Well, specifically, the cost of my car. Not the ecological cost, or the social cost, or even the purchase price – but the ongoing cost of running a car.
I’ve been able to drive since I was 17 and have always valued the skill but it was only 3 years ago that I decided to become a car owner. Up until that point I’d used trains, buses, offers of lifts and my bicycle to get around. Which worked to a point but I decided to give car ownership a try. I had been resisting buying a car primarily for ecological reasons, wanting to avoid bringing yet another car to clog up our roads, and being yet another private emitter of the various exhaust fumes from the car itself (as well as those produced in its manufacture and so on). However, I decided to go into ownership as an experiment.
And an experiment it has been. I am convinced I have multiplied the number of remote places I’ve got to visit many times over – the places it’s difficult to get to by public transport without serious planning and additional time allowances (or more commitment to cycling considerable distances than I currently have). I’ve got a huge amount from visiting these places – places like Permanently Brilliant in Cornwall, or Bodnant Gardens in North Wales – and continue to find myself in yet more interesting places. It’s also enabled my current relationship to flourish much more easily than had I been reliant on public transport. Just in the past week the ease of travel granted by my car has found me able to catch up with friends and be blown away by the excesses of various stately homes & grounds (which are almost incomprehensible as private spaces, but the fact that their grounds and beautiful ancient trees can now be enjoyed by so many people, myself included – admittedly, people who can afford to get there and to pay the entrance fee – is something I really value). But I’ve also done some rather interesting calculations in the last week.
When I first got my car it was entirely a luxury item. There was no need in my life for a car – I just quite fancied the additional travel options and the possibilities that would open up. On that basis I decided to match every penny I spent on the car, from purchase to servicing to fuel, with a “forest fund”. I still don’t quite know what the forest fund will be used for (the name, of course, comes from the idea of using it to support a literal forest but time will tell if that’s what it gets used for) but it has meant that every receipt for the car over the past three years has been recorded. The car I’ve had has done a good few miles and has a couple of rather expensive jobs coming up which made me start thinking about whether now was the time to consider a different car, or no car at all (possibly with the view of hiring a car when I needed one). But being me, I wanted the numbers. I wanted to know what reality was.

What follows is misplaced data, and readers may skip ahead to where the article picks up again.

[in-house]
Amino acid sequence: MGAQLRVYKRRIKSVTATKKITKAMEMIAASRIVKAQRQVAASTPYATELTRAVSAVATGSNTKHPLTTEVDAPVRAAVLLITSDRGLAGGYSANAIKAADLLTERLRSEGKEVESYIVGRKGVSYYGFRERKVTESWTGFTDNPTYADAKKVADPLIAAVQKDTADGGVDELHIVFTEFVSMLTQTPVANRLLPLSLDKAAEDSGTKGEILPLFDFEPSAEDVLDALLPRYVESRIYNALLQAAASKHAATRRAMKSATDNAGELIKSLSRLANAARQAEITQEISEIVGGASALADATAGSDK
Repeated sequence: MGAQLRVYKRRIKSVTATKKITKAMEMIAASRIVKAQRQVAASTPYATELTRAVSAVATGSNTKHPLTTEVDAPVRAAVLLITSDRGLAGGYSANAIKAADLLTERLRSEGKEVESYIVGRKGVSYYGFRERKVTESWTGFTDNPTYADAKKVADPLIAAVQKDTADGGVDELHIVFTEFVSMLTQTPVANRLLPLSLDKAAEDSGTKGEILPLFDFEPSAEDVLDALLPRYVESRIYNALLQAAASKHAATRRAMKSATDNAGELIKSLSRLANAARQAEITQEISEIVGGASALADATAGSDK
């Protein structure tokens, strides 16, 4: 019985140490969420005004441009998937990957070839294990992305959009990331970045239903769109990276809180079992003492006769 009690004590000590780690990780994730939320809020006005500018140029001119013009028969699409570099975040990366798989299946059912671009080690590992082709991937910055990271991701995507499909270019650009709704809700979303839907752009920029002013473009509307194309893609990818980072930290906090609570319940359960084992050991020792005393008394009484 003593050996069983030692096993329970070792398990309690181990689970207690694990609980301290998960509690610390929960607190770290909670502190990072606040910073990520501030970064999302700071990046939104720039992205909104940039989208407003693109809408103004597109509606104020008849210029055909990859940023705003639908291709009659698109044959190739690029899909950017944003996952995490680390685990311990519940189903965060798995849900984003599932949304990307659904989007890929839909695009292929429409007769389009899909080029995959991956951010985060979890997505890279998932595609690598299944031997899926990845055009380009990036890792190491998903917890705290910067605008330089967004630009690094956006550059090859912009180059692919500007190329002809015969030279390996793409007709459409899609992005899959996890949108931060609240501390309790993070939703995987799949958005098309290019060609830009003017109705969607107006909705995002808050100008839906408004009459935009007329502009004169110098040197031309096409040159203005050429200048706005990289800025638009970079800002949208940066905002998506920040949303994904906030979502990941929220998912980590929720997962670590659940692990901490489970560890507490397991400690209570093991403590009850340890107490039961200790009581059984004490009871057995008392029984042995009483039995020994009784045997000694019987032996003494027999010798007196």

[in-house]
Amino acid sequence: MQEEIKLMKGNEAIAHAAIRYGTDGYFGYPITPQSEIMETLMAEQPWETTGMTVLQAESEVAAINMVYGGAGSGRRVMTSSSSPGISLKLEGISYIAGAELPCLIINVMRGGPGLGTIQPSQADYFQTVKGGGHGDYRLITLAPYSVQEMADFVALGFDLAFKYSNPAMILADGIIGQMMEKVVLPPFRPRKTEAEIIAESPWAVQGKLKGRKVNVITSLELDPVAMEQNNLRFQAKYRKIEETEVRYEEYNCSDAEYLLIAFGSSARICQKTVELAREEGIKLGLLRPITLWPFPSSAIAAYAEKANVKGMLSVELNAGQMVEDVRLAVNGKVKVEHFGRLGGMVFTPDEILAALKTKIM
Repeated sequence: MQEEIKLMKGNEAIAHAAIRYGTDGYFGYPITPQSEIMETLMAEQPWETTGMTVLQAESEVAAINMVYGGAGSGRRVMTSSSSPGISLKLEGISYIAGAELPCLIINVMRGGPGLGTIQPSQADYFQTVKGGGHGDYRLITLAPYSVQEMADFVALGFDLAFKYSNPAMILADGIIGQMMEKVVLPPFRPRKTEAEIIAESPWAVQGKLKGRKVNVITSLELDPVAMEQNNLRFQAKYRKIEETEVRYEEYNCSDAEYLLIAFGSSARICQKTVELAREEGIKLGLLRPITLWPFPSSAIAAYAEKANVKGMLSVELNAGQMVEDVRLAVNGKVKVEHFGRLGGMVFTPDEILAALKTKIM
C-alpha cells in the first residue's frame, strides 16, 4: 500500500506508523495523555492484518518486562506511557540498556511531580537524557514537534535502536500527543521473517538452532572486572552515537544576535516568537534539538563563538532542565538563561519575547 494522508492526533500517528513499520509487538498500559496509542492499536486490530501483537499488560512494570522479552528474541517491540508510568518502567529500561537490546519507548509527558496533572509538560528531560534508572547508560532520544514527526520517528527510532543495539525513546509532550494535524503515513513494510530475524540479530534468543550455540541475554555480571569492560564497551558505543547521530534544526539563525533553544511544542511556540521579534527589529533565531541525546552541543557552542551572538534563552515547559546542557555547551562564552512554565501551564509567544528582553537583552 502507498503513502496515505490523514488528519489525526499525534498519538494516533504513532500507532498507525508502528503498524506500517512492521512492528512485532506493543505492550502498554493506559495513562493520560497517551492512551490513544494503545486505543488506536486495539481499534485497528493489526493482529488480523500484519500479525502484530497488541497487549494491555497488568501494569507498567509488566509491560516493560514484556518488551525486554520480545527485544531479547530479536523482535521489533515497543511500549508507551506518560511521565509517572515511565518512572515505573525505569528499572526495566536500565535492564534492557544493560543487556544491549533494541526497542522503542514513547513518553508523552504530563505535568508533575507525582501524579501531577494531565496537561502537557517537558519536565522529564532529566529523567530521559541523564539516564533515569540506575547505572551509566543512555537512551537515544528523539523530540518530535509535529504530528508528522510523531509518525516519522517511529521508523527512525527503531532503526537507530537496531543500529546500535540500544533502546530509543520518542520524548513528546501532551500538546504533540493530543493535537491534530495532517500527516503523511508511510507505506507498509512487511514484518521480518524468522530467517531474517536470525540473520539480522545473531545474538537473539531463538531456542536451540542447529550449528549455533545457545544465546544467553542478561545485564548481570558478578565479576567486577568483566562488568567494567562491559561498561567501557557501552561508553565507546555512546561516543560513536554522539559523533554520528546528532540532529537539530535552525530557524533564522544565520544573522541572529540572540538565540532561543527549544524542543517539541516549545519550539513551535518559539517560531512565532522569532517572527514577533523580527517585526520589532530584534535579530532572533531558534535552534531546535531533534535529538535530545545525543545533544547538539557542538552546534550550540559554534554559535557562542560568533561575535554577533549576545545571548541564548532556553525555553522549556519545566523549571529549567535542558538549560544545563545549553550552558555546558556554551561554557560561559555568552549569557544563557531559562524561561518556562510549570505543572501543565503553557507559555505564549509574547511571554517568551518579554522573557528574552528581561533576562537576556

Reality was, and is, very surprising. I knew I spent a big chunk of money maintaining my car each year but what I now know is just how much it costs. Over the past three years, on average each year I have spent:
£1000 on car “capital” – initial purchase and significant parts replacement
£1000 on “consumables” – tax, insurance, MOT, ongoing servicing
£1000 on fuel
I was blown away by these figures. They’re so much higher than I thought they would be! And yet, on reflection, they’re not really surprising – having a car is expensive. The seductive thing, of course, is the separation between the ongoing costs (“capital” and “consumables”) and the fuel costs – “Oh, it’ll only cost blah in fuel to get to so-and-so, but it’ll cost two-blah if I go by train…” And I was well and truly seduced. But now I find myself looking at those numbers and wondering if I want to continue spending such a big chunk of my money on having the luxury of a car. I remain undecided on that point (although I’m now looking at possibilities of sharing my car with someone else, or several other people, to make a better use of the ongoing costs) but it made me wonder how often the true financial cost (let alone the other costs) is known and understood by car drivers. Interestingly, the “capital” cost is comparable to that of one of my parents’ cars which was also purchased second hand.
The whole car issue is also front of brain as a result of being at the Centre for Alternative Technology‘s members’ conference last weekend and being reminded of the overconsumption crisis we’re currently in the midst of, the oil bubble this generation is merrily burning its way through (myself included). But the simple financials of it remain mind boggling – and remain a point of ponderance for me: what value do I place on this flexible but costly mode of transport? No simple answer on this one, but after getting over the initial shock of the figures (as anyone who has seen me over the past couple of days, it’s been one of my favourite topics of conversation) I am grateful to have the facts, the reality, in front of me so I can take informed decisions on what happens next.